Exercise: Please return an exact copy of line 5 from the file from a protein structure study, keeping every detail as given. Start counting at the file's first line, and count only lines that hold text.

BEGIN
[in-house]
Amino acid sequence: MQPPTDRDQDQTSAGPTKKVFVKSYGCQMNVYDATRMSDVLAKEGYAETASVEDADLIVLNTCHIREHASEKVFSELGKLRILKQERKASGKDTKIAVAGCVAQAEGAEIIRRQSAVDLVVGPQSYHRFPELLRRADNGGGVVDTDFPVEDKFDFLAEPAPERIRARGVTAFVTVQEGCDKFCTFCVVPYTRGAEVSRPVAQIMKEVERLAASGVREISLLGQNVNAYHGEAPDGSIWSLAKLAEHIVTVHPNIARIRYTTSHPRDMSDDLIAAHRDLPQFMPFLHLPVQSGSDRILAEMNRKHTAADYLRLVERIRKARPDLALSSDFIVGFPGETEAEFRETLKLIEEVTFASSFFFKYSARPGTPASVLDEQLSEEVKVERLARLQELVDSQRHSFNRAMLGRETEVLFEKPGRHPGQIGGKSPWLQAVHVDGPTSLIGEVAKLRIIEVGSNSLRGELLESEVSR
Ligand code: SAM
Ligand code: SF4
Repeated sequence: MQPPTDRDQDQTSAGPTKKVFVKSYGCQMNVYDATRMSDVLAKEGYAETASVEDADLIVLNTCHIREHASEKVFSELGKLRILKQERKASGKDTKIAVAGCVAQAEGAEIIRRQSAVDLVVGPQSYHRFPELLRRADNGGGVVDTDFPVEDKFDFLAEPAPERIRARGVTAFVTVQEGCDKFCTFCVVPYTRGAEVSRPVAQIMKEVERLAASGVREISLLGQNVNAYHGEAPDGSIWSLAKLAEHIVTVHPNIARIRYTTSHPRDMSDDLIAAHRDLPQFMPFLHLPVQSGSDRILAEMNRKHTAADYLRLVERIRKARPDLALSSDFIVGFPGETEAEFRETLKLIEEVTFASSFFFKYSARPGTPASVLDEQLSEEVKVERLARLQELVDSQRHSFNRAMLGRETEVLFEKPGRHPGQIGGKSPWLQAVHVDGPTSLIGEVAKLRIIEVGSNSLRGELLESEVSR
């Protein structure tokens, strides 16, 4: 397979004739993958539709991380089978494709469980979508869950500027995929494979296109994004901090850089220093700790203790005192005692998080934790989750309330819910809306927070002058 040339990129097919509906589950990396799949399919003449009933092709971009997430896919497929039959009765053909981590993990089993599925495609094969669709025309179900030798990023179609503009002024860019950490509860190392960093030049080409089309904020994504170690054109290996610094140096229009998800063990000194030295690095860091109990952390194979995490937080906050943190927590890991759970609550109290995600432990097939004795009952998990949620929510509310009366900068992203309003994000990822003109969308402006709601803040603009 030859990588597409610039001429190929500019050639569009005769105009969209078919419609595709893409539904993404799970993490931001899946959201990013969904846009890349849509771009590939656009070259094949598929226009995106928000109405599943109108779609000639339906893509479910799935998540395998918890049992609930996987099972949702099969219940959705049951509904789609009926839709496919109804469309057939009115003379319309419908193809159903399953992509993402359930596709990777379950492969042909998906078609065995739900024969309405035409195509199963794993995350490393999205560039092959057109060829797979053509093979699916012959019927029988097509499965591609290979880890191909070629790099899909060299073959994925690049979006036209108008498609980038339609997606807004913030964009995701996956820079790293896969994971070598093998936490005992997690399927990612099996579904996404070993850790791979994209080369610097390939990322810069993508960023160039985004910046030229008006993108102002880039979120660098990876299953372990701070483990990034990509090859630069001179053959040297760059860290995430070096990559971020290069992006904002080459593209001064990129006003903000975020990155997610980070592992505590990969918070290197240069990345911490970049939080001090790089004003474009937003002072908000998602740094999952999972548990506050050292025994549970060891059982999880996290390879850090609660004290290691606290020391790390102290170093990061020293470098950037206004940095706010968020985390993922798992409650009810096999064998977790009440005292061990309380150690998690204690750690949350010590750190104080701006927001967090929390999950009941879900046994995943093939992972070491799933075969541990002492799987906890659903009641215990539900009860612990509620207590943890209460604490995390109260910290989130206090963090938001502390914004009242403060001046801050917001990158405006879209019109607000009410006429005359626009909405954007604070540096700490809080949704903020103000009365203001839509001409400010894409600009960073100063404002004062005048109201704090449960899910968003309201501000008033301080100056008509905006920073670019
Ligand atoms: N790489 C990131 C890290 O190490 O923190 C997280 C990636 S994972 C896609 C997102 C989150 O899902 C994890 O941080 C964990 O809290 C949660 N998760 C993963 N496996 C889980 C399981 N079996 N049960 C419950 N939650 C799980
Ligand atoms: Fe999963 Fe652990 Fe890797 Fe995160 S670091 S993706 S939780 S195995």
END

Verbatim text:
Repeated sequence: MQPPTDRDQDQTSAGPTKKVFVKSYGCQMNVYDATRMSDVLAKEGYAETASVEDADLIVLNTCHIREHASEKVFSELGKLRILKQERKASGKDTKIAVAGCVAQAEGAEIIRRQSAVDLVVGPQSYHRFPELLRRADNGGGVVDTDFPVEDKFDFLAEPAPERIRARGVTAFVTVQEGCDKFCTFCVVPYTRGAEVSRPVAQIMKEVERLAASGVREISLLGQNVNAYHGEAPDGSIWSLAKLAEHIVTVHPNIARIRYTTSHPRDMSDDLIAAHRDLPQFMPFLHLPVQSGSDRILAEMNRKHTAADYLRLVERIRKARPDLALSSDFIVGFPGETEAEFRETLKLIEEVTFASSFFFKYSARPGTPASVLDEQLSEEVKVERLARLQELVDSQRHSFNRAMLGRETEVLFEKPGRHPGQIGGKSPWLQAVHVDGPTSLIGEVAKLRIIEVGSNSLRGELLESEVSR